While frequently overlooked, noise pollution is one of the biggest problems in city life. Studies have shown we all get more aggressive when exposed to loud noises, such as traffic jams, with plenty of angry drivers. And it’s an issue that goes much beyond humans, according to a new study, which found birds can get more violent too.
Researchers from Anglia Ruskin University in the UK and Koç University in Turkey found that human-made noise pollution causes European robins (Erithacus rubecula) living in rural areas to become more physically aggressive. This builds into previous studies that found that robins living in cities were more aggressive than their rural cousins.
Beloved for their sweet song and plump appearance, robins are actually very competitive creatures. Their calls and behaviors are part of a struggle for territorial dominance over their neighbors. When a robin arrives uninvited on another bird’s territory, they change their songs and adopt visual displays to ward the rival away.
“We know that human activity can have a significant impact on the long-term social behaviour of wildlife, and our results show that human-produced noise can have a range of effects on robins, depending on the habitat they live in,” Caglar Akcay, researcher at Anglia Ruskin and senior author of the study, said in a statement.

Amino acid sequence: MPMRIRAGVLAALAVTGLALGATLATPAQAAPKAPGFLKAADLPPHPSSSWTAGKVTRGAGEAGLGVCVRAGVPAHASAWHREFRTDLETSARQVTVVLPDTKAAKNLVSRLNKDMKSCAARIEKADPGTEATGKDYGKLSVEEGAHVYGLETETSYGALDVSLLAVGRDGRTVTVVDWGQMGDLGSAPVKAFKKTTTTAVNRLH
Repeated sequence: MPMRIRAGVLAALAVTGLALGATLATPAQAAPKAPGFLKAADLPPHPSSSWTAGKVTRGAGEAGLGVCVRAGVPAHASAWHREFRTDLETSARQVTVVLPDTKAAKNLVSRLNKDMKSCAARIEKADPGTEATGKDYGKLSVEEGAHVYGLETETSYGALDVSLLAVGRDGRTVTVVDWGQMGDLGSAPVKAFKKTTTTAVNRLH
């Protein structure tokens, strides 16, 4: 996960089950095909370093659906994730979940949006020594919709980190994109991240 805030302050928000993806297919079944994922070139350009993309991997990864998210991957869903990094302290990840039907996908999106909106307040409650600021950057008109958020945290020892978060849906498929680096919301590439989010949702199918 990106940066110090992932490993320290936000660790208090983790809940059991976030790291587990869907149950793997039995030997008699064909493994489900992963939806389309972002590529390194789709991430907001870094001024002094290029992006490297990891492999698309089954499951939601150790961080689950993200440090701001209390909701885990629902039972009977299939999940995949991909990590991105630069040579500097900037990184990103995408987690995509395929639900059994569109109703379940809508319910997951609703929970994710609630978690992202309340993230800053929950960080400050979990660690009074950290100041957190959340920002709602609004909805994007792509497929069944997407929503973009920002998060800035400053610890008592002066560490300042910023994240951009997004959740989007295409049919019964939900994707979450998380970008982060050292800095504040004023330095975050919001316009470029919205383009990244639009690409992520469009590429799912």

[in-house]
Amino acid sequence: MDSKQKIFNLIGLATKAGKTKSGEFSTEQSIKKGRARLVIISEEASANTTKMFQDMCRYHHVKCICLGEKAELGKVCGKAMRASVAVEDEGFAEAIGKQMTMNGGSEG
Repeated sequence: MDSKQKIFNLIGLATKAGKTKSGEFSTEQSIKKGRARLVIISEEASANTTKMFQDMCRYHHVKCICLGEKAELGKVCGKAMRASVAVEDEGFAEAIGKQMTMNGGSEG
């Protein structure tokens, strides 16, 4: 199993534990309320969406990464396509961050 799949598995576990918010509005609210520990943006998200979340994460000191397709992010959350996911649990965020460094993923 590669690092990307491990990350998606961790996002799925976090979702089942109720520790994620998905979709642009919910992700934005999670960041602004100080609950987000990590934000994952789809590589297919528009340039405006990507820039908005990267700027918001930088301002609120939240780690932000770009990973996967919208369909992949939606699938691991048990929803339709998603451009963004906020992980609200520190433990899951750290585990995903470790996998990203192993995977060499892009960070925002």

Robins and noise pollution
To explore the connection with noise, the researchers placed a 3D-printed plastic model of a robin on another robin’s territory at two locations: an urban park in Istanbul close to a road and a quiet wooded area outside the city. The model was equipped with recordings of robin songs. Then, via a speaker, the researchers added traffic noise.
Our new preprint led by @cagla_onsal is online: Aggression and multimodal signaling in noise in the European robin https://t.co/r3Bb4H3WyX @ekoevoder
supported by @IBIS_journal small ornithological grant to Çağla. (1/4) pic.twitter.com/TclzcApSeA
— Çağlar Akçay (@caglarbakcay) May 3, 2022
The researchers found urban robins displayed more physical aggression than rural ones. However, rural robins became more aggressive when adding the traffic noise. This is likely because of the noise interfering with the songs used by the birds to display territoriality. Urban robins likely got used to the noise, while rural ones didn’t, the team believes.
“The chronic high levels of noise that exist day and night in urban habitats, such as from traffic or construction equipment, may permanently interfere with the efficient transmission of acoustic signals,” Akcay said in a media statement. “This is likely to be the key reason why urban robins are typically more aggressive than rural birds.”
Being more aggressive is likely making these birds’ lives more difficult, the researchers said. For example, if they make more of a scene when a rival gets in their territory they could then become more vulnerable to predators, especially when their attention was focused on a rival – not being able to fly away or run away fast enough to protect themselves.
The study was published in the journal Behavioral Ecology and Sociobiology.